NGL becomes the first app banned from hosting minors by the FTC

On Tuesday, the FTC unanimously banned the social messaging app NGL from hosting minors as part of a $5 million settlement. The first-of-its-kind ban comes after revelations that the company actively marketed the app to children with bait-and-switch tactics, false claims about AI moderation and the targeting of “popular” kids (like cheerleaders) to try to lure others onto the predatory hellscape.

“NGL marketed its app to kids and teens despite knowing that it was exposing them to cyberbullying and harassment,” FTC Chair Lina Khan wrote in an agency press release. “In light of NGL’s reckless disregard for kids’ safety, the FTC’s order would ban NGL from marketing or offering its app to those under 18. We will keep cracking down on businesses that unlawfully exploit kids for profit.”

The FTC and the Los Angeles DA’s office worked together on the complaint, which paints a picture of an exploitative business that prioritized building its social graph above honoring even the most fundamental of ethics. (Sound familiar?) Although NGL is still a relatively niche app with nowhere near the popularity of Instagram, TikTok and other first-tier platforms, it has “exploded” in popularity, according to The Washington Post. In 2022, it briefly became the most downloaded app on the iOS App Store.

The company markets the app as a place to message anonymously with unknown friends and contacts from other social channels. That alone sounds like a recipe for disaster. But the FTC says the company made it much worse with false claims of using “world class AI content moderation” with “deep learning and pattern matching algorithms” to prevent cyberbullying and other concerning behavior. It also sent fake, computer-generated messages — which users believed were from their real friends — with provocative prompts like “Are you straight?” and “I know what you did.”

In addition, the company’s predatory business practices also allegedly included bait-and-switch upsell tactics, which promised to reveal the identity of anonymous “friends” (which may have been fake) if they paid up to $10 weekly for a premium subscription. After paying, the service would only supply useless “hints” like the message’s timestamp, the sender’s general location and whether they used an iPhone or Android phone. It would also turn on recurring, hard-to-cancel charges that users didn’t expect.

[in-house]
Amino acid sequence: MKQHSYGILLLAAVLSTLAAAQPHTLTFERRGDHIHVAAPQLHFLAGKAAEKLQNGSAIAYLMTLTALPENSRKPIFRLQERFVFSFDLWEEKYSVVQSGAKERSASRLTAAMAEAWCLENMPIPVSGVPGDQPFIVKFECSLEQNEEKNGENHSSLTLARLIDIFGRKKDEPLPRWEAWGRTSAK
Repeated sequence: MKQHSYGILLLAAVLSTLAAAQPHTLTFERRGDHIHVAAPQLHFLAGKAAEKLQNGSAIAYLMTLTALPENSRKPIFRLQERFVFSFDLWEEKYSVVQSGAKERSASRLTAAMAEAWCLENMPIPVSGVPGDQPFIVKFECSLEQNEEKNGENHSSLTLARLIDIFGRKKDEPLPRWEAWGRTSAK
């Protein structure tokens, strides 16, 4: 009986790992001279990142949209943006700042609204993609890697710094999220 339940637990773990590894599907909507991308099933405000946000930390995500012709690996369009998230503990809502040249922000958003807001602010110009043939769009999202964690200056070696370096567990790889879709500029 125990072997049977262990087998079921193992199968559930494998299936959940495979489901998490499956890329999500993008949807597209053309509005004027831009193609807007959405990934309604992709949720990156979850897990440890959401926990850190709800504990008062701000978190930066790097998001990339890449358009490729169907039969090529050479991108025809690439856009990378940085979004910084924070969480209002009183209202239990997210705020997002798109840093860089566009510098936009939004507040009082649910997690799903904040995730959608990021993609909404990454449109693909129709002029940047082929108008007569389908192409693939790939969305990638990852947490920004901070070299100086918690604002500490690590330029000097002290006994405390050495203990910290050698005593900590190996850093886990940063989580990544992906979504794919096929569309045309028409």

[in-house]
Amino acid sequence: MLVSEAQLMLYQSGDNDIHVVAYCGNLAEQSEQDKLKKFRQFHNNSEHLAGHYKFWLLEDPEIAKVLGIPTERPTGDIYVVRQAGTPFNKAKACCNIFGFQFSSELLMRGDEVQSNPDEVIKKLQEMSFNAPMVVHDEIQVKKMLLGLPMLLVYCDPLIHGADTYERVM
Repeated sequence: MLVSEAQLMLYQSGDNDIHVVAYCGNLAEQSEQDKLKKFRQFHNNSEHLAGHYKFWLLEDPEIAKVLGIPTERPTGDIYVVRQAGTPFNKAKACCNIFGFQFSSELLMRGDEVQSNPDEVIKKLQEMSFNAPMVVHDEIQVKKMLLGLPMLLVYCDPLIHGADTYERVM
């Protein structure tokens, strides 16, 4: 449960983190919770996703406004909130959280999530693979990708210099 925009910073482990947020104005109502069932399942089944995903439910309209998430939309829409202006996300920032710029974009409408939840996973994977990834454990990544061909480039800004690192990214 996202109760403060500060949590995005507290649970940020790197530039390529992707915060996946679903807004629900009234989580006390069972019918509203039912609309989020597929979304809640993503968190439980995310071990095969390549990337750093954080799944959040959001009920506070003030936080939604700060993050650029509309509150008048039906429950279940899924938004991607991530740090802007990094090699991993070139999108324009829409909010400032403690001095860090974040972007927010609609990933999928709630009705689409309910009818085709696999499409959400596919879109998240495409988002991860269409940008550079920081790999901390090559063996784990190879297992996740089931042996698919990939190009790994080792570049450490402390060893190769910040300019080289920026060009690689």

Even worse, Joao Figueiredo, one of the company’s co-founders, allegedly directed employees to look on “high school cheer [Instagram] pages” to find “kids who are popular to post and get their friends to post.” One user allegedly reported that their friend attempted suicide because of their experience on NGL.

When consumers complained, NGL executives allegedly laughed them off as “suckers.”

The FTC and Los Angeles DA added that NGL violated the COPPA Rule. It requires companies with apps “that are directed to or knowingly being used by children under 13 to inform their parents about the personal information they collect.” Other accusations include a violation of the Restore Online Shoppers’ Confidence Act.

In addition, the dumpster fire known as NGL allegedly made no attempt to verify users’ ages, failed to obtain parental consent to collect and use data from preteen children and failed to honor parents’ requests to delete children’s data. Finally, the company supposedly “retained children’s data longer than reasonably necessary to fulfill the purpose for which the data was collected.”

Under the settlement terms, NGL and its cofounders have agreed to pay $4.5 million to “provide redress to consumers” and a $500,000 civil penalty to the LA DA’s office. From now on, the company will have to require an age gate that prevents new and current users under 18 from using the app, deleting all info associated with those under 13, agreeing not to misrepresent the origins of messages, make false claims about AI tech and received consent from consumers before billing them for subscriptions (while making canceling recurring charges simple).

It remains to be seen whether the FTC can use the unanimous, bipartisan ruling against NGL as a precedent to go after bigger fish in the social sphere using egregiously unethical marketing tactics of their own.

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